Dr Ali Abbara, member of the Society for Endocrinology and Clinical Senior Lecturer in Endocrinology at Imperial College London said:

“Hot flushes are hugely troublesome for women going through menopause and can affect their ability to sleep as well as general well-being. So, more treatments are certainly welcome to help treat these women. We know that psychological treatments like cognitive behavioural therapy (CBT) can be helpful, so the findings seems plausible, however it is difficult from the way the study was carried out to make any firm conclusions about how effective acupuncture is for the treatment of hot flushes. Whilst it is not a drug, acupuncture does still have a cost attached, and therefore it is important to be sure that this treatment actually works before we recommend it. Although the study was randomised, which is a strength, it was not ‘blinded’ meaning that patients knew whether they were receiving the treatment or not. This means that the benefit observed could have been due to the ‘placebo’ effect, whereby people may experience a benefit because they are expecting one as they know that they are receiving a treatment. In order to get around this, it would have been necessary to do a ‘sham’ or ‘fake’ acupuncture in the control group, so that patients in both groups of the study believed that they could be receiving the treatment and the placebo effect would have been equally present in both groups.

“Certainly, as acupuncture is not particularly harmful, and if people want to try it and are willing to pay for it, then it is fine to do so, but this study is not able to provide strong enough evidence that it definitely works for treatment of hot flushes.”

Les Rose, Retired Clinical Research Scientist, and Trustee of the Charity HealthWatch, said:

“As the authors state, the major limitation is that the study was not blinded. It’s curious that they say the outcome assessors were blinded, when the outcomes were all patient-reported. The patients were not of course blinded.

“I am not sure it’s fair to say that there is no validated sham acupuncture technique – I found several such studies, (e.g. https://www.ncbi.nlm.nih.gov/pubmed/20351375). I suppose it depends on what you mean by `validated’, and the authors take the view that there will always be some residual effect of sham acupuncture. But the alternative view is that both real and sham are placebos. I don’t think this study dismisses the possibility that acupuncture is a theatrical placebo.”

Dr James Doidge, Senior Statistician, Intensive Care National Audit and Research Centre (ICNARC), said:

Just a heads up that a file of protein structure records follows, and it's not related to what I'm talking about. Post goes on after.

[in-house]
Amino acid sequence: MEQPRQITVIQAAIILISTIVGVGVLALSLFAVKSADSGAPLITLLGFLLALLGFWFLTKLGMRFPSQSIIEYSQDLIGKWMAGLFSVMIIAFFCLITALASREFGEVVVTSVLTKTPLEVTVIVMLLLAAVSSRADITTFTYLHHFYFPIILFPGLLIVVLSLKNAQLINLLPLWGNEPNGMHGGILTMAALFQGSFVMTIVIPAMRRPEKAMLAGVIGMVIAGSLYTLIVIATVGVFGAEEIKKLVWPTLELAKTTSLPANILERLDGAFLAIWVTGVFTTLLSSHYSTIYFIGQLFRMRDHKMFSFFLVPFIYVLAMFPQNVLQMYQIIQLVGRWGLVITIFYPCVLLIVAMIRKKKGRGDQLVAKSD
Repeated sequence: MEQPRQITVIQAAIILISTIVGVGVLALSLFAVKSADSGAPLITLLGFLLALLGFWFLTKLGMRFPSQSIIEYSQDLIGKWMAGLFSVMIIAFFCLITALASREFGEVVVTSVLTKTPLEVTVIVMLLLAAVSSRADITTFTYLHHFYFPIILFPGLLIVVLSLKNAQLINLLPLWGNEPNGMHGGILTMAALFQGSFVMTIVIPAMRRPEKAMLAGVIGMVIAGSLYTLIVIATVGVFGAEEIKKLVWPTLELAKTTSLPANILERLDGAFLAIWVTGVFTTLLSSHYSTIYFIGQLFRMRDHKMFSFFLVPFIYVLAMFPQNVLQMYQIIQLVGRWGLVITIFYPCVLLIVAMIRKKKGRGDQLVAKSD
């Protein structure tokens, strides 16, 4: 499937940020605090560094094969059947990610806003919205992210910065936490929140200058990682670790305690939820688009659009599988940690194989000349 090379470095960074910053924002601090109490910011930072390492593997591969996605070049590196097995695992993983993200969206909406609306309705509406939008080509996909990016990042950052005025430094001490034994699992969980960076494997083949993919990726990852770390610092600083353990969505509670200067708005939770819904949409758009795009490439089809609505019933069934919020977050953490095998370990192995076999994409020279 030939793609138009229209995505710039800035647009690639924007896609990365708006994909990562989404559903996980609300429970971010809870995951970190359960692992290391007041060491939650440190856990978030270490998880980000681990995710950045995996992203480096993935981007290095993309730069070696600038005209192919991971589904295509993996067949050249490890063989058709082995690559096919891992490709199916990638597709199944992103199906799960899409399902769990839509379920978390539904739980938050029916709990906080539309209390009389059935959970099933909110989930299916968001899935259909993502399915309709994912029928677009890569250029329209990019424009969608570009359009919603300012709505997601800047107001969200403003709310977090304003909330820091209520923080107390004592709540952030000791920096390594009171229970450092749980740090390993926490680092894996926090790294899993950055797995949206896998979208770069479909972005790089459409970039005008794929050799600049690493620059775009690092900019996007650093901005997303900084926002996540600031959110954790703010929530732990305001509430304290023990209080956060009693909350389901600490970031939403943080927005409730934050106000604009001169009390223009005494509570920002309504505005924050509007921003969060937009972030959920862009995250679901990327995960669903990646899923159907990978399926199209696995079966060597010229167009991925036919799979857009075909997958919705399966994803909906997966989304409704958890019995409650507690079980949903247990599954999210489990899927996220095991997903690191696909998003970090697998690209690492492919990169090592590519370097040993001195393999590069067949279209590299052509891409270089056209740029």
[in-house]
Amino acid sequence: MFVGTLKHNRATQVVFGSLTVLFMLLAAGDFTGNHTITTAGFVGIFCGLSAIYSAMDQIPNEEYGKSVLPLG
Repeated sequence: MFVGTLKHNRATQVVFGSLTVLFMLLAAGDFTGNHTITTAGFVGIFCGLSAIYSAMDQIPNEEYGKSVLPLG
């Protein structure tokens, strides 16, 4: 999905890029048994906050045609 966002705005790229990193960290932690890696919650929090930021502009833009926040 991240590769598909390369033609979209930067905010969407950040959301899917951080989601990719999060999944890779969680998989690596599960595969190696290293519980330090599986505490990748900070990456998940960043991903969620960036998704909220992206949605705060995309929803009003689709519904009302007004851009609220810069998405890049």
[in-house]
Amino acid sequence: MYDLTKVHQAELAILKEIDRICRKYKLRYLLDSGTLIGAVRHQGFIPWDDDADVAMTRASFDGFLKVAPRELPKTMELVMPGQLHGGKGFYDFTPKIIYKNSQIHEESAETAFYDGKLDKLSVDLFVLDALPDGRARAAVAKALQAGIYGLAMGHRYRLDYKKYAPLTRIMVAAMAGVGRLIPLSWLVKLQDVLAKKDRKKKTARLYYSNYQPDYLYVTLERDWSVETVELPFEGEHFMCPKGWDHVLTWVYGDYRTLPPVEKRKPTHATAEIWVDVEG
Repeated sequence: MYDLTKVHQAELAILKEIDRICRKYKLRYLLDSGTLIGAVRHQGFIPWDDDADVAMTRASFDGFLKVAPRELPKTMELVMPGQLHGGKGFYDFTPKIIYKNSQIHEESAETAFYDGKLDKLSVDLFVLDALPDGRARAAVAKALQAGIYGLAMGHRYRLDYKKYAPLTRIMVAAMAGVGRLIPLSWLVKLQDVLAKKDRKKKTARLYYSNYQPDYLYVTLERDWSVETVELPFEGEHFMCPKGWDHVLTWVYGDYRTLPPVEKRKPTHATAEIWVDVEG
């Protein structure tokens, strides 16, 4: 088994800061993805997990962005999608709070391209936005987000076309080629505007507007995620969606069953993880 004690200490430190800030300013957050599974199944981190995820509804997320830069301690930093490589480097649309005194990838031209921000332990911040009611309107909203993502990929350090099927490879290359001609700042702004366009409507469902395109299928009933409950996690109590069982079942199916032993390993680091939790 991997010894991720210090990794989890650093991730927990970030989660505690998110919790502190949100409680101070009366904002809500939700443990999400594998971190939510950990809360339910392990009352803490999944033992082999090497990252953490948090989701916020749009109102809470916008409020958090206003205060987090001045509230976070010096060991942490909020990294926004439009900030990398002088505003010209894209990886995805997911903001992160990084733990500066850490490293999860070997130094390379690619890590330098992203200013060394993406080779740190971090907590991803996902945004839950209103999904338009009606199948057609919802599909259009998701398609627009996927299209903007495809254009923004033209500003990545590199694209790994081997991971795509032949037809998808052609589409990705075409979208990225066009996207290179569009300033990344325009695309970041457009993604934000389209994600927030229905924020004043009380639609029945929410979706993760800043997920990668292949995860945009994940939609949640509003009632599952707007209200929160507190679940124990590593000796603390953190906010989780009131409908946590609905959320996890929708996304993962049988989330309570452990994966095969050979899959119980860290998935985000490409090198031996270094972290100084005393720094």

“‘Pragmatic’ trials study treatment effects as they would occur in real-life settings, without excluding things like placebo effects. We know that treatments that are elaborate, prolonged or invasive can have heightened placebo effects, and acupuncture is all of these. But placebo effects are real nonetheless, and can translate into measurable physiological outcomes—outcomes that were unfortunately ignored in this study. Patient-reported outcomes are important, but also much more susceptible to nonspecific effects such as placebo. Placebo effects are particularly valuable for conditions with few evidence-based treatments available, such as hot flushes, and for people who are unable to tolerate other treatments. It is therefore disappointing that this study excluded people who had received other treatments (even herbal remedies). In fact more people were excluded from the study than were included, and this not-so-pragmatic element of study design may limit the generalisability of findings, especially in light of how many people experience moderate-to-severe hot flushes during menopause.”

Prof Edzard Ernst, Emeritus Professor of Complementary Medicine, University of Exeter, said:

“Like much of acupuncture research, this is very poor science, in my view.  The study had no control group capable of accounting for the often powerful placebo effects of acupuncture.  Therefore, the observed outcomes could be (and most probably are) entirely unrelated to acupuncture per se.  The authors nevertheless conclude that ‘acupuncture treatment produced a fast and clinically relevant reduction in moderate-to-severe menopausal symptoms’ – this conclusion is not backed up by evidence and so researchers, policy makers and patients may be misled.  I am puzzled to see that the BMJ-Open publishes such a study.”

‘Efficacy of a standardised acupuncture approach for women with bothersome menopausal symptoms: a pragmatic randomised study in primary care (the ACOM study)’ by Kamma Sundgaard Lund et al. was published in BMJ Open at 23:30 UK time on Tuesday 19th February.

Declared interests

Dr Ali Abbara: No conflicts of interest.

Dr Channa Jayasena:  Dr Channa Jayasena holds a patent with Imperial College London for the use of neurokinin 3 receptor antagonists to treat menopausal flushing, and results of this study were published in the Lancet following Medical Research Council funding. However, he does not view this as a conflict of interest in this case.

Dr James Doidge: No interests to declare

None others received.